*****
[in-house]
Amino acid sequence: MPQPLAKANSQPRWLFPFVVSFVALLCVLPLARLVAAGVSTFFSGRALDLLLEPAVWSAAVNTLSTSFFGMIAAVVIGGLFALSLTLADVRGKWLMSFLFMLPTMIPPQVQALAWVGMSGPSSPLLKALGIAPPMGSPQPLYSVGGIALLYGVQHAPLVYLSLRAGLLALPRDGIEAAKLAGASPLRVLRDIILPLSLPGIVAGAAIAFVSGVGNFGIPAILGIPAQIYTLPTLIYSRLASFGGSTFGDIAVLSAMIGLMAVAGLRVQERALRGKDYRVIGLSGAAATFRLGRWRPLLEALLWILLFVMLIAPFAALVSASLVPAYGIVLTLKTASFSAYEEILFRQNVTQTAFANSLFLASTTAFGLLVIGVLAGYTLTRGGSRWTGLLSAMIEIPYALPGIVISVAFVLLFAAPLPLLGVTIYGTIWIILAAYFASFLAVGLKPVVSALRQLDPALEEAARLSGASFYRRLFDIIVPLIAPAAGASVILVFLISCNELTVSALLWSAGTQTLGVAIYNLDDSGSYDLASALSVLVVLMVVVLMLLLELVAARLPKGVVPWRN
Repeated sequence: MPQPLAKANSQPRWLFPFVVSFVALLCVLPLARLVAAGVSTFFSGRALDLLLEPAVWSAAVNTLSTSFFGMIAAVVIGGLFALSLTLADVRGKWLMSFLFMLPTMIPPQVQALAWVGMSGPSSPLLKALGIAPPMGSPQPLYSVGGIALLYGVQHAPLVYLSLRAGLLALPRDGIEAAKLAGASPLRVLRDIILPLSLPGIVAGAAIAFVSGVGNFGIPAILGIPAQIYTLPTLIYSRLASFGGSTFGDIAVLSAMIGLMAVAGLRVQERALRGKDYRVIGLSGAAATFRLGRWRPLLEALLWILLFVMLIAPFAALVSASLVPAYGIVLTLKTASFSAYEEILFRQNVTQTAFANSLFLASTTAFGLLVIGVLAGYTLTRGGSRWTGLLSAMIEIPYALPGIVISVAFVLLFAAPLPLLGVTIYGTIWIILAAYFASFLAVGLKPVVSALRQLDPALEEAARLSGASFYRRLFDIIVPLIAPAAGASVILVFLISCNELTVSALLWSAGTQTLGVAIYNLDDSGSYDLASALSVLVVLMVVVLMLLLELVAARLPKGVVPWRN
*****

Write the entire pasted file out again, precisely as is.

[in-house]
Amino acid sequence: MPQPLAKANSQPRWLFPFVVSFVALLCVLPLARLVAAGVSTFFSGRALDLLLEPAVWSAAVNTLSTSFFGMIAAVVIGGLFALSLTLADVRGKWLMSFLFMLPTMIPPQVQALAWVGMSGPSSPLLKALGIAPPMGSPQPLYSVGGIALLYGVQHAPLVYLSLRAGLLALPRDGIEAAKLAGASPLRVLRDIILPLSLPGIVAGAAIAFVSGVGNFGIPAILGIPAQIYTLPTLIYSRLASFGGSTFGDIAVLSAMIGLMAVAGLRVQERALRGKDYRVIGLSGAAATFRLGRWRPLLEALLWILLFVMLIAPFAALVSASLVPAYGIVLTLKTASFSAYEEILFRQNVTQTAFANSLFLASTTAFGLLVIGVLAGYTLTRGGSRWTGLLSAMIEIPYALPGIVISVAFVLLFAAPLPLLGVTIYGTIWIILAAYFASFLAVGLKPVVSALRQLDPALEEAARLSGASFYRRLFDIIVPLIAPAAGASVILVFLISCNELTVSALLWSAGTQTLGVAIYNLDDSGSYDLASALSVLVVLMVVVLMLLLELVAARLPKGVVPWRN
Repeated sequence: MPQPLAKANSQPRWLFPFVVSFVALLCVLPLARLVAAGVSTFFSGRALDLLLEPAVWSAAVNTLSTSFFGMIAAVVIGGLFALSLTLADVRGKWLMSFLFMLPTMIPPQVQALAWVGMSGPSSPLLKALGIAPPMGSPQPLYSVGGIALLYGVQHAPLVYLSLRAGLLALPRDGIEAAKLAGASPLRVLRDIILPLSLPGIVAGAAIAFVSGVGNFGIPAILGIPAQIYTLPTLIYSRLASFGGSTFGDIAVLSAMIGLMAVAGLRVQERALRGKDYRVIGLSGAAATFRLGRWRPLLEALLWILLFVMLIAPFAALVSASLVPAYGIVLTLKTASFSAYEEILFRQNVTQTAFANSLFLASTTAFGLLVIGVLAGYTLTRGGSRWTGLLSAMIEIPYALPGIVISVAFVLLFAAPLPLLGVTIYGTIWIILAAYFASFLAVGLKPVVSALRQLDPALEEAARLSGASFYRRLFDIIVPLIAPAAGASVILVFLISCNELTVSALLWSAGTQTLGVAIYNLDDSGSYDLASALSVLVVLMVVVLMLLLELVAARLPKGVVPWRN